And as the Washington Post points out, the revelation of these experiments in Guatemala comes at a time “U.S. drug companies are increasingly going to poor, less-educated countries to test new drugs and other therapies.”

Many news reports reassure us that this kind of thing could never happen again. In the wake of the Tuskegee experiments coming to light, in 1974 Senator Ted Kennedy strengthened regulation over tests involving human subjects. As the medical community is quick to point out, we have safeguards in place that should prevent the kinds of abuse Guatemalans suffered in the 40s.

Doctors are right to be concerned about rebuilding trust in the system. The revelation of the Tuskegee experiments has had long-term negative effects on the trust many placed in the medical establishment. African-American men, for instance, are notoriously leery of participating in medical research or even believing doctors instructions. And why not? After all, why would anyone trust an institution so callous and so racist that they watched people like them become blind and insane and die as an easily-killed-by-antibiotics infection ravaged their brains… just because the researchers were interested in what would happen?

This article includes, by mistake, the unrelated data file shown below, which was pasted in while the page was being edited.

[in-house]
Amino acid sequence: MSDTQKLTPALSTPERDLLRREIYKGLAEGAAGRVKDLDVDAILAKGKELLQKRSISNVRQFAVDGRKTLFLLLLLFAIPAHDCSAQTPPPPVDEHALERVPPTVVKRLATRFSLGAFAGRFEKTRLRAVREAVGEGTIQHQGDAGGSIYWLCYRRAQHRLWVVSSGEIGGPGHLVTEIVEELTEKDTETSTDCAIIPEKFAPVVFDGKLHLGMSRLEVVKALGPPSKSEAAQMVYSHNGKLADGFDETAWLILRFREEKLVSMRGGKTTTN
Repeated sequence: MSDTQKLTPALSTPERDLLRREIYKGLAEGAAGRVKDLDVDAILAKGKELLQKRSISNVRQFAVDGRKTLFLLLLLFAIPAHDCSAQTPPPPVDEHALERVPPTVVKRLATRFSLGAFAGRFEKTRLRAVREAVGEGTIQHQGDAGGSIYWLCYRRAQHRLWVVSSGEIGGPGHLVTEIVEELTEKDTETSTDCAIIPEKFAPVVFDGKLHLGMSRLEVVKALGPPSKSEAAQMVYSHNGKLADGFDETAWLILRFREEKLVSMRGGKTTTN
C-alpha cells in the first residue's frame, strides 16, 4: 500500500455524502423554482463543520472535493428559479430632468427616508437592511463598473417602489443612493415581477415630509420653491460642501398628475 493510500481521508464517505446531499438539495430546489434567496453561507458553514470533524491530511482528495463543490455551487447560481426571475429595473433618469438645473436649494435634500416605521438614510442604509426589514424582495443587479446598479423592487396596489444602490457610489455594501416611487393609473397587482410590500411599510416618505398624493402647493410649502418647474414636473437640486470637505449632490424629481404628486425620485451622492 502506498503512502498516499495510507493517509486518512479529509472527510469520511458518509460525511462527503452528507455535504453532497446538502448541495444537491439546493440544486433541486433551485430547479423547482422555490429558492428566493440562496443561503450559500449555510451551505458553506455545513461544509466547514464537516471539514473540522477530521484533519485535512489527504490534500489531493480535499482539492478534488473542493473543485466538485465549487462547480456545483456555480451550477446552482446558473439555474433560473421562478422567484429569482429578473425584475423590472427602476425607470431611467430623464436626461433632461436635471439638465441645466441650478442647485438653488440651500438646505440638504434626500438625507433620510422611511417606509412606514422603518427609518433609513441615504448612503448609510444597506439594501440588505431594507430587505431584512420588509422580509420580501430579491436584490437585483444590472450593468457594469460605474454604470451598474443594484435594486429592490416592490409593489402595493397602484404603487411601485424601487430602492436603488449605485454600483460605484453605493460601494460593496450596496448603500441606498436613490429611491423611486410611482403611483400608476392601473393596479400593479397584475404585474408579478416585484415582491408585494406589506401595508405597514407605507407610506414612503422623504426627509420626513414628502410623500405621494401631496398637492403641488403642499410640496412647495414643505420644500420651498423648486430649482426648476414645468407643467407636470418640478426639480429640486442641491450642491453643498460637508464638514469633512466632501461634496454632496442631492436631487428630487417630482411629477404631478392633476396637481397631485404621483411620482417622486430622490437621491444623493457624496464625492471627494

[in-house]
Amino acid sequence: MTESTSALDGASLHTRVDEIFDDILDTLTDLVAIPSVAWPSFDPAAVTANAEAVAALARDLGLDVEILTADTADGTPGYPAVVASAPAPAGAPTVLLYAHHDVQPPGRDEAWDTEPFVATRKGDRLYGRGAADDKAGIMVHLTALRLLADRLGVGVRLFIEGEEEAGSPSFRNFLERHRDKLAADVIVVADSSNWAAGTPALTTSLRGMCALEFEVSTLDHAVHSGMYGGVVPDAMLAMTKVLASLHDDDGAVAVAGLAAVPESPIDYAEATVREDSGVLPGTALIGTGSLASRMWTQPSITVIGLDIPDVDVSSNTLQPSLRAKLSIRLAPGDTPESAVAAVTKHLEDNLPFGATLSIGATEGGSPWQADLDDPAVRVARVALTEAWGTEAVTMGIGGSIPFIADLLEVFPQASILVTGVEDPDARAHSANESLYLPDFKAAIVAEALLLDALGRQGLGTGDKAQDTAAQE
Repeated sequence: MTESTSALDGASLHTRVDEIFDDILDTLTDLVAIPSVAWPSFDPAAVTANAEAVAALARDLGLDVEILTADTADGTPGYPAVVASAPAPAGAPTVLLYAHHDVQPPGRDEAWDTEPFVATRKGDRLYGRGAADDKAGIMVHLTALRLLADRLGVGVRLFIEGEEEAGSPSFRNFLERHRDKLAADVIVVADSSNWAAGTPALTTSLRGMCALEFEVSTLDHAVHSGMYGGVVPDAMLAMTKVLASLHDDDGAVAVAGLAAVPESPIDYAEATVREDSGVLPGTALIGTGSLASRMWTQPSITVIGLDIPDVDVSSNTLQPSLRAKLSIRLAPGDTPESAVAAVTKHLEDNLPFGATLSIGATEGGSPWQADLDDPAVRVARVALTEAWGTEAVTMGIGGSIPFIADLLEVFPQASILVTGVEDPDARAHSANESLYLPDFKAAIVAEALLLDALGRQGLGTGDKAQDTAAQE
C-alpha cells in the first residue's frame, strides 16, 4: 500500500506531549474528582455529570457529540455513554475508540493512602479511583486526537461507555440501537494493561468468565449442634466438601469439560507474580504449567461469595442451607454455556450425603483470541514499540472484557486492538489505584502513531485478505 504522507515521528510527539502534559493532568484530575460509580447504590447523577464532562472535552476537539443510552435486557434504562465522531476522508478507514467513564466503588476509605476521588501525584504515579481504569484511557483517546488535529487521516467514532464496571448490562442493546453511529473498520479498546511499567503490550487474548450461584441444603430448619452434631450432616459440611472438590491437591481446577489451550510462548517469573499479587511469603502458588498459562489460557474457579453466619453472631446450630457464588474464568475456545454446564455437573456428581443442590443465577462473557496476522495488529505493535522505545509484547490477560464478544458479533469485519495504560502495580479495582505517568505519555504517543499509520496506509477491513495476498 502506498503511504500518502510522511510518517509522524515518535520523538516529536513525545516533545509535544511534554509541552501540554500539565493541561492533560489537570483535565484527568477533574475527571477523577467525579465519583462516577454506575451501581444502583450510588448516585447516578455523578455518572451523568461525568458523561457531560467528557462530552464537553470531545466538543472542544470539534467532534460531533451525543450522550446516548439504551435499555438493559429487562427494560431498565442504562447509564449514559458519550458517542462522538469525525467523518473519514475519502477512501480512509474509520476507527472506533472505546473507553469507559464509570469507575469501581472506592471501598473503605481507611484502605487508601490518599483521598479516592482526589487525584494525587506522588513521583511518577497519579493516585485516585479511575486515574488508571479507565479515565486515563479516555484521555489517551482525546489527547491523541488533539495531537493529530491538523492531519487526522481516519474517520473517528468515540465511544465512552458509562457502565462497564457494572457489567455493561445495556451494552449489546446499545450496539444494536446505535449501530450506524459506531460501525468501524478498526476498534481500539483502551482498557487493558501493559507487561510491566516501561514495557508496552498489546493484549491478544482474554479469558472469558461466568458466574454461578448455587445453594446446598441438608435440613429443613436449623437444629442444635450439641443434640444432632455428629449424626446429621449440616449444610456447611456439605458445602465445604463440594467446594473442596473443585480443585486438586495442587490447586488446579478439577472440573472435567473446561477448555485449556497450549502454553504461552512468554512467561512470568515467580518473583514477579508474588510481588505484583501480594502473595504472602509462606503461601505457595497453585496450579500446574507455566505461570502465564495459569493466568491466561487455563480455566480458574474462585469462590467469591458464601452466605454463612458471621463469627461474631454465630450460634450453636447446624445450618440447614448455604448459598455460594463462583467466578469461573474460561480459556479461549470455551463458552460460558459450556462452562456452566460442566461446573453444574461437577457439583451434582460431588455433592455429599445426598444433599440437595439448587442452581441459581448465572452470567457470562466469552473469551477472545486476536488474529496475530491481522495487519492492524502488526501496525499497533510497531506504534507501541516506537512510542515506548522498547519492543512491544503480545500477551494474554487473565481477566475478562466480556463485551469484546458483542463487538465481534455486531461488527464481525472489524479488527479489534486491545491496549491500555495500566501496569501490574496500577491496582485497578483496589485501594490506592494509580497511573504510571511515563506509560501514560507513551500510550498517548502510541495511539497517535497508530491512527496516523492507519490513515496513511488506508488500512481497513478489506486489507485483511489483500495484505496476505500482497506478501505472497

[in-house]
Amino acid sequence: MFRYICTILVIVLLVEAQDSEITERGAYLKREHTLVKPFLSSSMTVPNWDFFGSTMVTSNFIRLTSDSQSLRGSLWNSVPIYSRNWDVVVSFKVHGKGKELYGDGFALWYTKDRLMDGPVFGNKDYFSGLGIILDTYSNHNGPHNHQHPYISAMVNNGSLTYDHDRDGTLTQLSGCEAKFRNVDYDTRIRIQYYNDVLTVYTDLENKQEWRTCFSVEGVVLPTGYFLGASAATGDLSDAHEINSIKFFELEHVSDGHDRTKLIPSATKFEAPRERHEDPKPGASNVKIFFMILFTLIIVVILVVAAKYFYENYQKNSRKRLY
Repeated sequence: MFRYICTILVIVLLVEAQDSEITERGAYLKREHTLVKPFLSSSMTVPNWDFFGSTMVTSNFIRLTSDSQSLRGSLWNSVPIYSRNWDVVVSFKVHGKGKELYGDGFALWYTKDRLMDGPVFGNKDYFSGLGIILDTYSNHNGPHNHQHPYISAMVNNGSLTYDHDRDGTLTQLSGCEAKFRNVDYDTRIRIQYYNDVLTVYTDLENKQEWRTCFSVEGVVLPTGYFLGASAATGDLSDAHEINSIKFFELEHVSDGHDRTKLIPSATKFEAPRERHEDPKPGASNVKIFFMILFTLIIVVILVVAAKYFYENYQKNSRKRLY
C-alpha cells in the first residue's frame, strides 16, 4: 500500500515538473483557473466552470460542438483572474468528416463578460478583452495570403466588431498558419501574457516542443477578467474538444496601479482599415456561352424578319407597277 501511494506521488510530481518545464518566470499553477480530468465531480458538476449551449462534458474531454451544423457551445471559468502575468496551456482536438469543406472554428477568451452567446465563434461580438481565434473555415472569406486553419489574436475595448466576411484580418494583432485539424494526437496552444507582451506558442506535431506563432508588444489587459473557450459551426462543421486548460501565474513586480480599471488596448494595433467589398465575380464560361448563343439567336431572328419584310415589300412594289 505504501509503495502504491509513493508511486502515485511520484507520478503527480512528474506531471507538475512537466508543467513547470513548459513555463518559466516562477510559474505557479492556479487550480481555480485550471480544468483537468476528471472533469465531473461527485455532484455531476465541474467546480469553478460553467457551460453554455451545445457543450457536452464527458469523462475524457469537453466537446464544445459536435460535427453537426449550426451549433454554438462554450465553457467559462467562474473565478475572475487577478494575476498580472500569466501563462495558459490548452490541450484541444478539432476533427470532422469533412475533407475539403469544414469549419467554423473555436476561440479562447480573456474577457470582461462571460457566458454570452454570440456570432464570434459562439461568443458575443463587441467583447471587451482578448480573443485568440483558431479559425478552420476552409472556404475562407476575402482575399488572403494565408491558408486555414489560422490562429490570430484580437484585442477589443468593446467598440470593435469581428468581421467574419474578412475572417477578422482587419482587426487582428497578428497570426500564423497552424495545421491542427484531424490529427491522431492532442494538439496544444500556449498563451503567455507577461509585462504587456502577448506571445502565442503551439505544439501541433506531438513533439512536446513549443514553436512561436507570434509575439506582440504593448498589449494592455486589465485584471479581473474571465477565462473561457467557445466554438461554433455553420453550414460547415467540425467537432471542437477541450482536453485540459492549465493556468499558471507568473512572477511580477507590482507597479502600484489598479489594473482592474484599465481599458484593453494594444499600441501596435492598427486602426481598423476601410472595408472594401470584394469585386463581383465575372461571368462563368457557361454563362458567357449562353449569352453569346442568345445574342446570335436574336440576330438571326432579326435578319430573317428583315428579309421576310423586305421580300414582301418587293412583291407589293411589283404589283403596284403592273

Yet without trust, the medical establishment cannot run well-regulated honest clinical trials, treat diseases, or even promote preventative care — so while its easy to see why many fear them, doctors and researchers are understandably anxious to reassure all of us that these experiments were  aberrations never to be repeated.